"So what happened?"
"I met her," he said. And it was true. This angry Doctor, in the beginning photos Amy could see the underlying tension, the danger. But even in the earliest photos, he looked at the blonde girl like he couldn't quite believe that she was standing beside him.
"What was her name?" Rory asked gently.
"Rose. Rose Tyler. She was nineteen years old, a shop girl at Henrik's Department Store. I was looking for the Nestene, trying to take down the Autons. She saved my life. More times than even she was aware."
"What do you mean?"
"I found the Autons in the basement of the department store where she worked, saved her and tried to send her on her way, but just the memory of her eyes was enough to make me get out before I blew the building."
He traced the images fondly.
The photos eventually included a dashing, dark haired man that stood with his easy arm around Rose's waist. He didn't look at her like he loved her, and the Doctor—both Amy's Doctor, and the version in the pictures seemed to realize that, and didn't appear jealous. "Jack Harkness. Hey, I should take you to meet Jack!" He enthused. "Or—maybe not, the world might implode."
"Jack Harkness is an incorrigible flirt," the Doctor said fondly. "He hits on anything that moves."
Amy looked closer at the photos, and abruptly realized that it wasn't just Rose's personal space that Jack seemed to enjoy invading—in every single picture, Jack was dangling off either the Doctor or Rose, or possibly both, just a little bit closer than friendly affection would allow.
"No." The Doctor said firmly. "Though, not for lack of trying on his part. Moving on," he added loudly. "I regenerated after that, got separated from Jack. Terrified the life out of Rose, I hadn't even bothered to warn her that it was possible, and then, suddenly, whoosh! Gold light, and a completely different person was standing there."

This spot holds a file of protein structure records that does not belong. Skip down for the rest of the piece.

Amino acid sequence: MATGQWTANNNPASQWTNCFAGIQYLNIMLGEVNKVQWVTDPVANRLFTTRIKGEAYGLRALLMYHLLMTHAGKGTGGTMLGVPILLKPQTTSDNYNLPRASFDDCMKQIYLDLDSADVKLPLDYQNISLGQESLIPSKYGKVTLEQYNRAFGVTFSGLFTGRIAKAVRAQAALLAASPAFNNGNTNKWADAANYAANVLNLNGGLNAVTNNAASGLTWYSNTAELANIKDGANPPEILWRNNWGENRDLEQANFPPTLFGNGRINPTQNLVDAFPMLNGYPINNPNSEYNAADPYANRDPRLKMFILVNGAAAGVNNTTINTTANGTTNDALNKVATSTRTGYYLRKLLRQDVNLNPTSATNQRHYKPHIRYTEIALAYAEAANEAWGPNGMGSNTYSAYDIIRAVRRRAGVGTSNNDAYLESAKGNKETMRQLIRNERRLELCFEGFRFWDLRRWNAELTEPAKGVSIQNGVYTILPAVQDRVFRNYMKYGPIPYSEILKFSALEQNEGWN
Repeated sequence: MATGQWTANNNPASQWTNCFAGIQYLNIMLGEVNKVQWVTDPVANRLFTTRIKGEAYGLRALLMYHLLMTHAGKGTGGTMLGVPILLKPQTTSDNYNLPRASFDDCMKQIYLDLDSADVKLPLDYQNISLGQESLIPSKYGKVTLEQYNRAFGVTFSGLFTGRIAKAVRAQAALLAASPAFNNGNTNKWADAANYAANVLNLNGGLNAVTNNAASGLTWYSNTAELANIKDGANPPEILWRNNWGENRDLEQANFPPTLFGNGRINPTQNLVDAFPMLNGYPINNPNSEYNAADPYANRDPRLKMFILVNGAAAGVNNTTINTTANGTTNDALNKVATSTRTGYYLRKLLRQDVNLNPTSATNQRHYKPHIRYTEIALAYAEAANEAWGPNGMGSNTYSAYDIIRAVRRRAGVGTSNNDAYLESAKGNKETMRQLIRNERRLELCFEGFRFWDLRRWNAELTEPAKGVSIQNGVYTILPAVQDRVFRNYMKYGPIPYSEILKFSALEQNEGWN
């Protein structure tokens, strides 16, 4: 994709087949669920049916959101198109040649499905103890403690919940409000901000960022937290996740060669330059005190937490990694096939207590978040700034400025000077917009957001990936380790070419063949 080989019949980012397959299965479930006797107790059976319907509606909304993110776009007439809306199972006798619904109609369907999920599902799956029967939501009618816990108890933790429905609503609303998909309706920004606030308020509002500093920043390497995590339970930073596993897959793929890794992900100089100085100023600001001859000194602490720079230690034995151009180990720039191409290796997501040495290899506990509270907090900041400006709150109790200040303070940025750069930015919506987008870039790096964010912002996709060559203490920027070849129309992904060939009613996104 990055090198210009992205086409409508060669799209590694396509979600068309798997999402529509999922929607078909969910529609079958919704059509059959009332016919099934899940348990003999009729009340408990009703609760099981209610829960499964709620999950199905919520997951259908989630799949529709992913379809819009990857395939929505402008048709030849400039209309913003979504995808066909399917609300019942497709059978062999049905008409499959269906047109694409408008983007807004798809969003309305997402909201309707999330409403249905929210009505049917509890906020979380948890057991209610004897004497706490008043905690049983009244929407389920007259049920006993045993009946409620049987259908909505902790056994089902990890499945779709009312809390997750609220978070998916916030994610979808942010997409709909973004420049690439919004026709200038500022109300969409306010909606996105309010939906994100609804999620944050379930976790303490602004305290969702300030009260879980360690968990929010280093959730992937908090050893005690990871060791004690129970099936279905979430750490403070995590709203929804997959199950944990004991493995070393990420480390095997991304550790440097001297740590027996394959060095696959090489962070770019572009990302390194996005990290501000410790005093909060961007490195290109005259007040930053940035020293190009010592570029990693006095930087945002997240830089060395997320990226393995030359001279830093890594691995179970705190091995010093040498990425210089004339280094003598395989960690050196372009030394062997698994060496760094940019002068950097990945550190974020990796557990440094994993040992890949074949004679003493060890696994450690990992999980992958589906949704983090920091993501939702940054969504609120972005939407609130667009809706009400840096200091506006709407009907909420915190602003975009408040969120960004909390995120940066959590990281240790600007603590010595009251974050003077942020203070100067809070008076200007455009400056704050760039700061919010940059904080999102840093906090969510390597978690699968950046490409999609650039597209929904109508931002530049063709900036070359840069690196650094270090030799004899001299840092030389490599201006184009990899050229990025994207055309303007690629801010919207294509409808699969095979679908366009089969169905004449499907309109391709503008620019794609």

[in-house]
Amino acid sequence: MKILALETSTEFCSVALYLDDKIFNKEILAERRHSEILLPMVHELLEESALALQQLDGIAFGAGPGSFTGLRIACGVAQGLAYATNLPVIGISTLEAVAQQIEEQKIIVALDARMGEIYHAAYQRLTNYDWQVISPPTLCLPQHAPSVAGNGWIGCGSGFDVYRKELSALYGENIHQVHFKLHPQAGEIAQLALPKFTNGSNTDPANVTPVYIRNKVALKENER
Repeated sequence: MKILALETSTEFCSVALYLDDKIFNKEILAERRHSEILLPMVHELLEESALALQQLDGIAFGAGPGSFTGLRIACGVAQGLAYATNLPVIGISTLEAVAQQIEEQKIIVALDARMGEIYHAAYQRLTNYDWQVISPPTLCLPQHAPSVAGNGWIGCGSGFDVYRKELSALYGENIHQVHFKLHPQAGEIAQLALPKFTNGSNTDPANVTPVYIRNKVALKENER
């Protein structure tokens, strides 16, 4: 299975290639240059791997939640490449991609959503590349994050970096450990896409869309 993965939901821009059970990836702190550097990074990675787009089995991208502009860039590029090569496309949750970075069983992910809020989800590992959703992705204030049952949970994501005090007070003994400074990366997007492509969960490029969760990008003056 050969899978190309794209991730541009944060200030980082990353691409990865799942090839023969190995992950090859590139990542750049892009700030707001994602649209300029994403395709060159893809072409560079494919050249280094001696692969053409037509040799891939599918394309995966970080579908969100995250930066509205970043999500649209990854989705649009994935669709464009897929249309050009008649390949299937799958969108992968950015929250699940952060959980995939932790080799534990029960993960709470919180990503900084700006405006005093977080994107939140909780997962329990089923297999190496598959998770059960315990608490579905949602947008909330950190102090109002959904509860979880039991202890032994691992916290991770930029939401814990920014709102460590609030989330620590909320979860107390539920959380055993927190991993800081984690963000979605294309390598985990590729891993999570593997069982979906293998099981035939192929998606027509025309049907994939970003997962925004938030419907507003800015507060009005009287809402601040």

"She freaked out and demanded that I take her home," he said fondly. He flipped the page, revealing a photo of the newest incarnation of the Doctor. He was tall and skinny, pale-skinned and hair in a carefully dishevelled disarray, dressed in a brown pinstripe suit and tie, with a long brown overcoat. "There was a big alien invasion, I saved the day in my jim jams and may or may not have quoted the Lion King at the Sycorax."
"That was that time that there was a massive space ship parked right over London, and all of the people in the world with AB positive type blood were all standing on the roof, wasn't it?" Rory asked.
This version of the Doctor seemed to have healed somewhat from the events of the Time War. He seemed more tactile—he and Rose clinging to each other, pictures of hugs, and skipping, and linked hands and giggling dominating the pages. Rose seemed to have grown up herself, in the time that she had travelled with him. Her hair was a less-unnatural shade of blonde, more blended, and her sense of fashion seemed just a bit more put together, and less dominated by hot pink. She had lightened her makeup by just the amount needed to look more classy, and her hair was shorter and more styled.
Then, rather abruptly, Rose was gone from the photos, and the Doctor featured in them seemed much more somber. He was accompanied by a pretty black girl, that Amy's Doctor referred to as Martha, and then in further photos, with a red-head that he called Donna, nearly as much sadness in him as when he had looked at the pictures with Rose.
Then the photos came to an end, running in with current ones of the current Doctor with Amy and Rory, and the Doctor clicked the photo album shut and tried to feign cheeriness as he said that he was going to tinker with the TARDIS, leaving Amy and Rory behind in the library. Amy opened the album again, flipped to the many pictures of Rose Tyler—there were more of her than of every other companion, and Amy found herself very curious about her.
Who was this girl, this pretty but unremarkable girl that had managed to capture a nine-hundred year old Time Lord, a lonely God? Who was Rose Tyler, that even now, years later, the Doctor still looked at a still-frame photograph of her as if she had hung the moon in the sky, pasted the stars and had heaven in her eyes?
And what had happened to her?